L&S America Online   Subscribe
Home Lighting Sound AmericaIndustry NewsLSA DirectoryEventsContacts

-Today's News

-Last 7 Days

-Business News + Industry Support

-People News

-Product News

-Theatre in Review

-Subscribe to News

-Subscribe to LSA Mag

-News Archive

-Media Kit

-A Theatre Project Book

-PLASA Events

Theatre in Review: The New Morality (Mint Theater Company)

Brenda Meany. Photo: Richard Termine

The program notes for The New Morality call it a "tempest-in-a-teapot" comedy. I'm afraid that the tempest is barely a squall and the tea is exceptionally weak.

We live in an age that no longer believes in light comedy's ability to lay bare the subtle shifts in manners and mores that signify major social changes. It's a pity; if it was good enough for Wilde, Maugham, and Coward, it ought to be good enough for us. Truth is, some of the frothiest dramatic concoctions are the most enduring; I can say without hesitation that Private Lives -- which, on the face of it, appears to be about nothing more than a pair of exes getting back together, breaking up again, and reuniting for the second time -- has far more to say about human relations than many a more self-consciously solemn dramatic sermon.

Still, a light comedy has to be about something. The New Morality poses the question: Will Betty Jones, having insulted her next-door neighbor, apologize? A half a dozen characters join in the discussion of this less-than-urgent topic without adding a great deal of light to the situation. Indeed, so languorously wrought is Harold Chapin's dramatic situation that it takes most of Act I for Betty to get out of bed.

The setting is the most novel thing about this dramatic serving of tea and crumpets. Betty and Col. Ivor Jones, her husband, live in a community of houseboats populated by fashionable couples seeking relief from "the hottest summer on record." In Steven Kemp's lovely set design the stage (which, at different times, represents Betty's bedroom and the deck of the boat) is surrounded by a blue-green mural depicting a canal with floating homes lined up along each side. This image is crucial, because Betty, in calling Muriel Wister a series of "dog-show names" on the deck of Muriel's boat, has committed a very public breach of decorum, drawing a large and lively audience of residents and passersby. Betty, rolling around in bed, taking tea with her friend Alice, insists that she is now a figure of scandal, although she seems to rather enjoy the fact. Admitting that she is ravenous, she explains to the baffled Alice, "Oh, my dear, you must send away the next meal after a scene; it's part of the ritual of the thing. It's no excuse, I suppose, but it's doing the thing properly, and that's something."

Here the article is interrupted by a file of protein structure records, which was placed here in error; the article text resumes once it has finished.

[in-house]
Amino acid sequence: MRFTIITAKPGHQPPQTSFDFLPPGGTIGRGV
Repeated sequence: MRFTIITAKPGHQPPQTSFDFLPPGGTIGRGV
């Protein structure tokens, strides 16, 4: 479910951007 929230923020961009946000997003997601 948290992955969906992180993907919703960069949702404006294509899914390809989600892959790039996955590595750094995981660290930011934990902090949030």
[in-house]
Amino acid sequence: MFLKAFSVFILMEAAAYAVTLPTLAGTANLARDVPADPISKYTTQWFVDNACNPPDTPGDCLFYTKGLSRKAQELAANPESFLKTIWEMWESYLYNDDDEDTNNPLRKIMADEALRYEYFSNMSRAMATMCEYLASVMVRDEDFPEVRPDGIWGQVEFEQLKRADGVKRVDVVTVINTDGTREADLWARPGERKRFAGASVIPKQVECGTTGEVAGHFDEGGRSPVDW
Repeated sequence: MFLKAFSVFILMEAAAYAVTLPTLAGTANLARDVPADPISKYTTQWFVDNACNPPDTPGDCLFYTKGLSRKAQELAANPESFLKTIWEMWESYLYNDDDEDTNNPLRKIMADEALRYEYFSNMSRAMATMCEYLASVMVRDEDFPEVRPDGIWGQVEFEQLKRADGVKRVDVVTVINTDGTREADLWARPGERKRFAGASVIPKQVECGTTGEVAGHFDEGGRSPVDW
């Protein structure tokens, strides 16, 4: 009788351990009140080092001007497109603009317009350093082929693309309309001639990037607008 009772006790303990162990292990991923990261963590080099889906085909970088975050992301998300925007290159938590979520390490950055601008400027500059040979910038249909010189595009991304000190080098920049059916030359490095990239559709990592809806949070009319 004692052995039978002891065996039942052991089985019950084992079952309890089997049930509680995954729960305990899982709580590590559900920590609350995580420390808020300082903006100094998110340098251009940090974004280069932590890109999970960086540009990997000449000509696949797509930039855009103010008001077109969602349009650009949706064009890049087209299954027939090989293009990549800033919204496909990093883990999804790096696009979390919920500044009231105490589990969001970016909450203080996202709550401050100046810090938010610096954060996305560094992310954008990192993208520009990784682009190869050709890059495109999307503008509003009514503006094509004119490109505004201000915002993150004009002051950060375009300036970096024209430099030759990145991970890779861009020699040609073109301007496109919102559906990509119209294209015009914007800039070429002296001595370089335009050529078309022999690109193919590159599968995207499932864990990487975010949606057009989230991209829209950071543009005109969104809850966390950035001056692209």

To give you an idea of how little is at stake in The New Morality, Betty called out Muriel for flirting rather too brazenly with Ivor. Does she worry that Ivor is being unfaithful? Not a bit. In fact, she intimates, she almost might prefer that. Furthermore, there is no threat of scandal; she freely admits that the entire community is convinced of Ivor's fidelity. Instead, she says, "Oh, I've seen lots of these platonic friendships. You can recognize them quite easily; the man thinks he's a hero and looks like a fool, and the woman goes about with that damn conceited look of having got something for nothing." By this point, it's obvious that Betty has a lot of nerve calling anybody conceited; and the fact that you don't root for Ivor to haul off and deck her is a tribute to Brenda Meaney's considerable technical skills. She manages to give Betty a veneer of charm without ever relinquishing her rather unshakeable core of vanity and spite.